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The authors declare that they have no competing interests.
The authors contributed to the selection and discussion of the literature reviewed in this work. The authors participated in the conception and preparation of the final manuscript. All authors read and approved the final manuscript.
Functional brain images such as Single-Photon Emission Computed Tomography (SPECT) and Positron Emission Tomography (PET) have been widely used to guide the clinicians in the Alzheimer’s Disease (AD) diagnosis. However, the subjectivity involved in their evaluation has favoured the development of Computer Aided Diagnosis (CAD) Systems.
It is proposed a novel combination of feature extraction techniques to improve the diagnosis of AD. Firstly, Regions of Interest (ROIs) are selected by means of a t-test carried out on 3D Normalised Mean Square Error (NMSE) features restricted to be located within a predefined brain activation mask. In order to address the small sample-size problem, the dimension of the feature space was further reduced by: Large Margin Nearest Neighbours using a rectangular matrix (LMNN-RECT), Principal Component Analysis (PCA) or Partial Least Squares (PLS) (the two latter also analysed with a LMNN transformation). Regarding the classifiers, kernel Support Vector Machines (SVMs) and LMNN using Euclidean, Mahalanobis and Energy-based metrics were compared.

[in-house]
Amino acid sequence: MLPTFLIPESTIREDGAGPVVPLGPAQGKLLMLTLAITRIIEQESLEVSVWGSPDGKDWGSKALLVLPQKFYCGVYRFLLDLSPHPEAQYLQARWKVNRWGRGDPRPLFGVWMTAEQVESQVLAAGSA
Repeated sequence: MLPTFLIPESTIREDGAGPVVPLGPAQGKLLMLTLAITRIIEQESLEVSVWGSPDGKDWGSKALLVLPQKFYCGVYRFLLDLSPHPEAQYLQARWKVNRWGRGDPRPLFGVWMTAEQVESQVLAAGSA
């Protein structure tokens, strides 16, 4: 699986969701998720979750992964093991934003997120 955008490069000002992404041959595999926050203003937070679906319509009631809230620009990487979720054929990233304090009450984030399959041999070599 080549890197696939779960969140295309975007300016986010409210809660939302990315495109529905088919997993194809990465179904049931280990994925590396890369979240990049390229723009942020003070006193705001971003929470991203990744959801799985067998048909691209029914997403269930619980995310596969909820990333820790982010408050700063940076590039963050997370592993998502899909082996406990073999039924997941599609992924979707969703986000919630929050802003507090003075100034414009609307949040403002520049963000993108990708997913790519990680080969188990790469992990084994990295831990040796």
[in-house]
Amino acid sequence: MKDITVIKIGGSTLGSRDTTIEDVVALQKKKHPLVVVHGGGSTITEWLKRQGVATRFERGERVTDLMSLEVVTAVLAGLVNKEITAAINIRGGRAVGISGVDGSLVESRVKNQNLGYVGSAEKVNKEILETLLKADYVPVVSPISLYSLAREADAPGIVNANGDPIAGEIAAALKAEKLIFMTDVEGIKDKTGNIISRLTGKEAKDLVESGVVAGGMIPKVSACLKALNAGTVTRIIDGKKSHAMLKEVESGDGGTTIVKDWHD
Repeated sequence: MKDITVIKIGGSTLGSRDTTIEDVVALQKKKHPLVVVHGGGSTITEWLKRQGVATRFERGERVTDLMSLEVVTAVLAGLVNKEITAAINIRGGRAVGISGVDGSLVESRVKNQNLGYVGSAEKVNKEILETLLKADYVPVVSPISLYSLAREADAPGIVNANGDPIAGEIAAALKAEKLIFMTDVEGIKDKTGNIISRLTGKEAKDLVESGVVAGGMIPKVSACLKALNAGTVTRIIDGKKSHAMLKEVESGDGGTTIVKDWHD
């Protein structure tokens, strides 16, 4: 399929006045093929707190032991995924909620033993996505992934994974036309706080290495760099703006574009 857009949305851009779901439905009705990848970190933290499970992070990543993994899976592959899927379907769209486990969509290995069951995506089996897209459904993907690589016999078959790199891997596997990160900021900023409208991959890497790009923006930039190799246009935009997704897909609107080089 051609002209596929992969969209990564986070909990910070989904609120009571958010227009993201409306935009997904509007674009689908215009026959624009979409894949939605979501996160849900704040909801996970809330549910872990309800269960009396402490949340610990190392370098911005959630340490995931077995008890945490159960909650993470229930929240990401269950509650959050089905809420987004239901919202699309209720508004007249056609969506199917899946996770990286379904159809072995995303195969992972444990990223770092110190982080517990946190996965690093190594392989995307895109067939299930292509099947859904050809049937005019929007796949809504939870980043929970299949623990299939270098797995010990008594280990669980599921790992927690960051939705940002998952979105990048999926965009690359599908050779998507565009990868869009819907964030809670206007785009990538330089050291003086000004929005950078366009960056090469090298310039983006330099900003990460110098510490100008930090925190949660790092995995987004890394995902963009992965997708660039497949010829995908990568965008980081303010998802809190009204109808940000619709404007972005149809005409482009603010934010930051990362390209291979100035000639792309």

Several experiments were conducted in order to evaluate the proposed LMNN-based feature extraction algorithms and its benefits as: i) linear transformation of the PLS or PCA reduced data, ii) feature reduction technique, and iii) classifier (with Euclidean, Mahalanobis or Energy-based methodology). The system was evaluated by means of k-fold cross-validation yielding accuracy, sensitivity and specificity values of 92.78%, 91.07% and 95.12% (for SPECT) and 90.67%, 88% and 93.33% (for PET), respectively, when a NMSE-PLS-LMNN feature extraction method was used in combination with a SVM classifier, thus outperforming recently reported baseline methods.
All the proposed methods turned out to be a valid solution for the presented problem. One of the advances is the robustness of the LMNN algorithm that not only provides higher separation rate between the classes but it also makes (in combination with NMSE and PLS) this rate variation more stable. In addition, their generalization ability is another advance since several experiments were performed on two image modalities (SPECT and PET).